10 shocking stats to shake up internal comms

H&H - Stats

It’s that time of year again.

Glowing Jack-o-lanterns on doorsteps, old bedsheets repurposed into ropey ghost costumes, and swarms of excited children ready to fill swag bags with goodies and guzzle a bit too much sugar.

But we’re not here to talk about ghosts, ghouls, or grim reapers. We’ll be exploring something much more frightening – to internal communicators at least.

While the eyes of those at the top are opening to the benefits and lucrative potential internal comms affords an organisation, the internal comms function still often falls by the wayside, and remains drastically under-utilised. Meaning that many organisations lose out on crucial collective understanding, employee engagement, and ultimately productivity.

Some of the internal comms research and data out there paints a rather grim picture of this unfortunate reality. But they enable us to see exactly where internal comms and organisational leaders are falling short – which provides valuable insight into how we can improve.

Since it wouldn’t be Halloween without some proper scares, we’ve rounded up the most shocking and revealing internal comms stats we’ve come across, so you don’t have to go hunting for them yourself.

10 stats to strike terror into the hearts of internal communicators

Just 24% of global employees are highly engaged

We’re hitting the scare factor straight on the head with this one. Internal comms plays a critical role in getting employees inspired, motivated, and truly engaged – so a stat like this will make the IC professional’s heart skip a beat.

But the blame for this worryingly low level of true engagement can’t be laid solely at the doors of organisational leaders and internal communicators.

Over the last year, we’ve seen a drastic level of change on a global scale, particularly on the political stage – which has left many employees feeling uncertain and anxious about the future. Internal comms will play a vital role in reassuring and providing guidance for these employees – so we need to step in to ensure that people across the world feel secure and stable in their organisations, regardless of external turbulence.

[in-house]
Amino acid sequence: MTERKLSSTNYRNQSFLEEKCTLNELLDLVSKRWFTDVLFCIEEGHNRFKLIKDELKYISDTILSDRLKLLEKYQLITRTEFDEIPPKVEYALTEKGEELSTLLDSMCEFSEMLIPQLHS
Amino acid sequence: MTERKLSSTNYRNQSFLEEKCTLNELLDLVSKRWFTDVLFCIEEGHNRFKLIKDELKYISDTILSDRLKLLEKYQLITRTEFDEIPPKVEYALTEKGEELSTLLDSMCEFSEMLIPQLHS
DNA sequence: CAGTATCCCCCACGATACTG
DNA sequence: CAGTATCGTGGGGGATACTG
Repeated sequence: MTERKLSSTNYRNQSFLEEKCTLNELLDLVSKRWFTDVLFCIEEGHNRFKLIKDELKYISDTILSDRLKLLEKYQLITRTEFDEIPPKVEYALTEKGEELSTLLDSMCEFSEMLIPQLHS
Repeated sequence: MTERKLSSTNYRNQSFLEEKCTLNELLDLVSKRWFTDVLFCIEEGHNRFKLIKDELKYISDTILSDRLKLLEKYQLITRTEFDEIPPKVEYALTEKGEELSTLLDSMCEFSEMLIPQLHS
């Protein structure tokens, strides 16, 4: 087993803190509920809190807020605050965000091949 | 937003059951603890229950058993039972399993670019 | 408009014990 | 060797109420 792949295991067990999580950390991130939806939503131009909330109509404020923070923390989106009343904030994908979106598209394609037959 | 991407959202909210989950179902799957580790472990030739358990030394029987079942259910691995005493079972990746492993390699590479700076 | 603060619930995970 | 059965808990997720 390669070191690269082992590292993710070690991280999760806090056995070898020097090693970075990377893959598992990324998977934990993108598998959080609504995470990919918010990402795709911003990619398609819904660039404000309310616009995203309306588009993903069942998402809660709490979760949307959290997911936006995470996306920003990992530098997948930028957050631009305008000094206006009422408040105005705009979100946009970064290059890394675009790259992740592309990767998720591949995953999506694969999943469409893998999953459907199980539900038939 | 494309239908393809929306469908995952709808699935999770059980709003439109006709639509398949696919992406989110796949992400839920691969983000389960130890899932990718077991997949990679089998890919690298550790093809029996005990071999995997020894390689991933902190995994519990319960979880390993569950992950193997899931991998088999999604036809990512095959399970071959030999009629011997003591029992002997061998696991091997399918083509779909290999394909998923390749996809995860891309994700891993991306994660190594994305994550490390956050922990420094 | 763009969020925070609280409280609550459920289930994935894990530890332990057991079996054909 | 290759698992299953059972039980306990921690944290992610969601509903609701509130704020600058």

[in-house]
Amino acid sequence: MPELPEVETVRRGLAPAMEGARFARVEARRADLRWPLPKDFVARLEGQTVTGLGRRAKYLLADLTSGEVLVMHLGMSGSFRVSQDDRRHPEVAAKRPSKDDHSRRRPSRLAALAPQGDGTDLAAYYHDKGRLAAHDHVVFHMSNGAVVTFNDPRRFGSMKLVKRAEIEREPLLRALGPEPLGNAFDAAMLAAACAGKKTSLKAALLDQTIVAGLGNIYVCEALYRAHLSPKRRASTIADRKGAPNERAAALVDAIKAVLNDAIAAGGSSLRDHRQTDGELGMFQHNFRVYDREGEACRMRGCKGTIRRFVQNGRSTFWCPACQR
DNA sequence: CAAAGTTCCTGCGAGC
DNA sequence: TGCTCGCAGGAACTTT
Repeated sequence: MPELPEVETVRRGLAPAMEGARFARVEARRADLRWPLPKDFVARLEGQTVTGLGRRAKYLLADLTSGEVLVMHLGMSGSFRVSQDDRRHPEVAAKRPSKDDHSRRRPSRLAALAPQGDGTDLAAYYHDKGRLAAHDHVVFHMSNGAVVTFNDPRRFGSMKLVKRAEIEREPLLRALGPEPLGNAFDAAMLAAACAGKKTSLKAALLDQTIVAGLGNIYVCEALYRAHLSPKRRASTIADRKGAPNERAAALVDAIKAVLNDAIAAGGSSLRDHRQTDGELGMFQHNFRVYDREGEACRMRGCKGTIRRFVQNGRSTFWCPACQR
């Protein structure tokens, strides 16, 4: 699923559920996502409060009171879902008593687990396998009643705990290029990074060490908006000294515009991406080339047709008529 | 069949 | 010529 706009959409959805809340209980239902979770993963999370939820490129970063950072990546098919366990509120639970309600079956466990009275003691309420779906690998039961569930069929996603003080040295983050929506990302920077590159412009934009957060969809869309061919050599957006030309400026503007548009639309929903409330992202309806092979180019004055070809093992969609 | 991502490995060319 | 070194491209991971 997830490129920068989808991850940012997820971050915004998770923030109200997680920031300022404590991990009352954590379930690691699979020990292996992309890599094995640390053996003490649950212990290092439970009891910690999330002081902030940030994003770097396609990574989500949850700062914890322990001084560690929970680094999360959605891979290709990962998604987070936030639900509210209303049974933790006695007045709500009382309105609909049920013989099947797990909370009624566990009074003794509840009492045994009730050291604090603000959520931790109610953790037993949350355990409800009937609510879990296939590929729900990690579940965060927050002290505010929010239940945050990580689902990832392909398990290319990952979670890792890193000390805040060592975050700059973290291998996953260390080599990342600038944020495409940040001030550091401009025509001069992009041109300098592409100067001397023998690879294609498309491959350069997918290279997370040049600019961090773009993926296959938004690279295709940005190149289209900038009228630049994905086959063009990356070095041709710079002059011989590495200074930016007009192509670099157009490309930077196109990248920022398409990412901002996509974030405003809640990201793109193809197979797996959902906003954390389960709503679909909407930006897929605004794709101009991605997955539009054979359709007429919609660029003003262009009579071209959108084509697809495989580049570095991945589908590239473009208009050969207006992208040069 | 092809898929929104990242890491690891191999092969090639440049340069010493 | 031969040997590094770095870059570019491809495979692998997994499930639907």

Just 40% of internal comms professionals believe that employees understand ‘well’ or ‘very well’ the contribution they’re making to their organisation’s strategy

Another kick in the teeth for IC pros. One of the cornerstones of any internal communicator’s role is working with senior leadership to articulate and communicate a compelling vision of their organisation’s strategy to inspire employees. When everyone’s working towards a tangible, compelling goal, with an exciting purpose to boot – it has a palpable impact on productivity and engagement.

Likewise, if employees don’t have a clear understanding of why they’re doing what they’re doing – the question ‘what’s the point?’ will turn over in their minds. They’ll start to become disengaged, merely going through the motions rather than giving their all.

It’s up to internal communicators to communicate their organisations’ strategies in ways which will inspire employees to truly invest in their work – and really make the purpose come to life.

Only 21% of internal communicators believe employees have a good understanding of why senior leaders make the decisions they do

Involve employees in important decision-making so they feel trusted to speak their minds and contribute

Similar to stat number two, this one highlights the importance of Visible Felt Leadership – where senior leaders make the effort to be visible across their organisation to demonstrate their investment and commitment. Organisations are changing constantly, and senior leaders are often tasked with making the difficult decisions about how exactly they’ll be changing to keep up with fiercely competitive markets.